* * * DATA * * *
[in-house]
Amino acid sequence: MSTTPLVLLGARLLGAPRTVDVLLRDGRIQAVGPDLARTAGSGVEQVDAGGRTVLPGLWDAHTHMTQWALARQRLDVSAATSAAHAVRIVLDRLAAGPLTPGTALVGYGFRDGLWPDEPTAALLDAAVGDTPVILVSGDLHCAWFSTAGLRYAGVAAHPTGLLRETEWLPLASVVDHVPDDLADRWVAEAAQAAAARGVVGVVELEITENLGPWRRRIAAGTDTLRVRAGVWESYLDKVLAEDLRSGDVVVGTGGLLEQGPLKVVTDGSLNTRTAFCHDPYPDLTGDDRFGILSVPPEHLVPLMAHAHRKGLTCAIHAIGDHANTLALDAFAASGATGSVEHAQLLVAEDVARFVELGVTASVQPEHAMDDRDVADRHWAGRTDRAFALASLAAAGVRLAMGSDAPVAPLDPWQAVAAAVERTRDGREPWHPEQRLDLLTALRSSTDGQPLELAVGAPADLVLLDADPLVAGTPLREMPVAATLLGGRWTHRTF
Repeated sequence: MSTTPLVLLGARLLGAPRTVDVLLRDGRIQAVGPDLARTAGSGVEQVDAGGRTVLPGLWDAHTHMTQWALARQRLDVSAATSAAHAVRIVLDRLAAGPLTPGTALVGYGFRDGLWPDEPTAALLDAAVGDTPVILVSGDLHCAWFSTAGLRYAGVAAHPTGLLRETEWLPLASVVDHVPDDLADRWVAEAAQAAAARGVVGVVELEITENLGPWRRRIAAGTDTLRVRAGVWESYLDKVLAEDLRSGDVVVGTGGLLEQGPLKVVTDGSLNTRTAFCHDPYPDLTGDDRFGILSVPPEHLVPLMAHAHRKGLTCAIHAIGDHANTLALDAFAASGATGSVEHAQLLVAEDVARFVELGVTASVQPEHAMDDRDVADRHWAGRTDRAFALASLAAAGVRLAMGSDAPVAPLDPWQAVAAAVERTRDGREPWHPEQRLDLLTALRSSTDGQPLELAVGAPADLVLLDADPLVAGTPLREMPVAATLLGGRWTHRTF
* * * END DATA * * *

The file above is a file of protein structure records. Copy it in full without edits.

[in-house]
Amino acid sequence: MSTTPLVLLGARLLGAPRTVDVLLRDGRIQAVGPDLARTAGSGVEQVDAGGRTVLPGLWDAHTHMTQWALARQRLDVSAATSAAHAVRIVLDRLAAGPLTPGTALVGYGFRDGLWPDEPTAALLDAAVGDTPVILVSGDLHCAWFSTAGLRYAGVAAHPTGLLRETEWLPLASVVDHVPDDLADRWVAEAAQAAAARGVVGVVELEITENLGPWRRRIAAGTDTLRVRAGVWESYLDKVLAEDLRSGDVVVGTGGLLEQGPLKVVTDGSLNTRTAFCHDPYPDLTGDDRFGILSVPPEHLVPLMAHAHRKGLTCAIHAIGDHANTLALDAFAASGATGSVEHAQLLVAEDVARFVELGVTASVQPEHAMDDRDVADRHWAGRTDRAFALASLAAAGVRLAMGSDAPVAPLDPWQAVAAAVERTRDGREPWHPEQRLDLLTALRSSTDGQPLELAVGAPADLVLLDADPLVAGTPLREMPVAATLLGGRWTHRTF
Repeated sequence: MSTTPLVLLGARLLGAPRTVDVLLRDGRIQAVGPDLARTAGSGVEQVDAGGRTVLPGLWDAHTHMTQWALARQRLDVSAATSAAHAVRIVLDRLAAGPLTPGTALVGYGFRDGLWPDEPTAALLDAAVGDTPVILVSGDLHCAWFSTAGLRYAGVAAHPTGLLRETEWLPLASVVDHVPDDLADRWVAEAAQAAAARGVVGVVELEITENLGPWRRRIAAGTDTLRVRAGVWESYLDKVLAEDLRSGDVVVGTGGLLEQGPLKVVTDGSLNTRTAFCHDPYPDLTGDDRFGILSVPPEHLVPLMAHAHRKGLTCAIHAIGDHANTLALDAFAASGATGSVEHAQLLVAEDVARFVELGVTASVQPEHAMDDRDVADRHWAGRTDRAFALASLAAAGVRLAMGSDAPVAPLDPWQAVAAAVERTRDGREPWHPEQRLDLLTALRSSTDGQPLELAVGAPADLVLLDADPLVAGTPLREMPVAATLLGGRWTHRTF